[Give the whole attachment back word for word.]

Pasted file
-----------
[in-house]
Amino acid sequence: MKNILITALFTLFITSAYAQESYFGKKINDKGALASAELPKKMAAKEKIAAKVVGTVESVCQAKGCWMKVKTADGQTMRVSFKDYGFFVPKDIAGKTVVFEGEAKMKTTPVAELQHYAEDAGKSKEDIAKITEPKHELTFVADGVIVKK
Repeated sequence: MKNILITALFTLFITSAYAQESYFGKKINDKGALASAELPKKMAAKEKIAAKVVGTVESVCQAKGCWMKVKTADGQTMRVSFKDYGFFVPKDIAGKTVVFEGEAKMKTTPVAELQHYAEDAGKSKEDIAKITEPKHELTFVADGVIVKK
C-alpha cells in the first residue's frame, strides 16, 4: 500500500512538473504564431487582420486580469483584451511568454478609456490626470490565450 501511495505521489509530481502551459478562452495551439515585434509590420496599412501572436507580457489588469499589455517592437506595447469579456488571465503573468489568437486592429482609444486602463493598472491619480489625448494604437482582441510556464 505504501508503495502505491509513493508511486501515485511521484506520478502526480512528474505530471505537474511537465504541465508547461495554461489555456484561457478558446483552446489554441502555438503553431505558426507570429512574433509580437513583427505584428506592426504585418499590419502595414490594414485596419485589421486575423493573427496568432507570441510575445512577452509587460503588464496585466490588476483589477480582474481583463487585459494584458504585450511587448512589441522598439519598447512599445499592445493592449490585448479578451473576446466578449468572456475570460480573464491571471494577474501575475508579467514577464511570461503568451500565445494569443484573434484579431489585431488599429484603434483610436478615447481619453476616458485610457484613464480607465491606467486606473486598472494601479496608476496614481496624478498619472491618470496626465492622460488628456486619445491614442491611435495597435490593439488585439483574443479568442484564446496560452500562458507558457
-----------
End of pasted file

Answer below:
[in-house]
Amino acid sequence: MKNILITALFTLFITSAYAQESYFGKKINDKGALASAELPKKMAAKEKIAAKVVGTVESVCQAKGCWMKVKTADGQTMRVSFKDYGFFVPKDIAGKTVVFEGEAKMKTTPVAELQHYAEDAGKSKEDIAKITEPKHELTFVADGVIVKK
Repeated sequence: MKNILITALFTLFITSAYAQESYFGKKINDKGALASAELPKKMAAKEKIAAKVVGTVESVCQAKGCWMKVKTADGQTMRVSFKDYGFFVPKDIAGKTVVFEGEAKMKTTPVAELQHYAEDAGKSKEDIAKITEPKHELTFVADGVIVKK
C-alpha cells in the first residue's frame, strides 16, 4: 500500500512538473504564431487582420486580469483584451511568454478609456490626470490565450 501511495505521489509530481502551459478562452495551439515585434509590420496599412501572436507580457489588469499589455517592437506595447469579456488571465503573468489568437486592429482609444486602463493598472491619480489625448494604437482582441510556464 505504501508503495502505491509513493508511486501515485511521484506520478502526480512528474505530471505537474511537465504541465508547461495554461489555456484561457478558446483552446489554441502555438503553431505558426507570429512574433509580437513583427505584428506592426504585418499590419502595414490594414485596419485589421486575423493573427496568432507570441510575445512577452509587460503588464496585466490588476483589477480582474481583463487585459494584458504585450511587448512589441522598439519598447512599445499592445493592449490585448479578451473576446466578449468572456475570460480573464491571471494577474501575475508579467514577464511570461503568451500565445494569443484573434484579431489585431488599429484603434483610436478615447481619453476616458485610457484613464480607465491606467486606473486598472494601479496608476496614481496624478498619472491618470496626465492622460488628456486619445491614442491611435495597435490593439488585439483574443479568442484564446496560452500562458507558457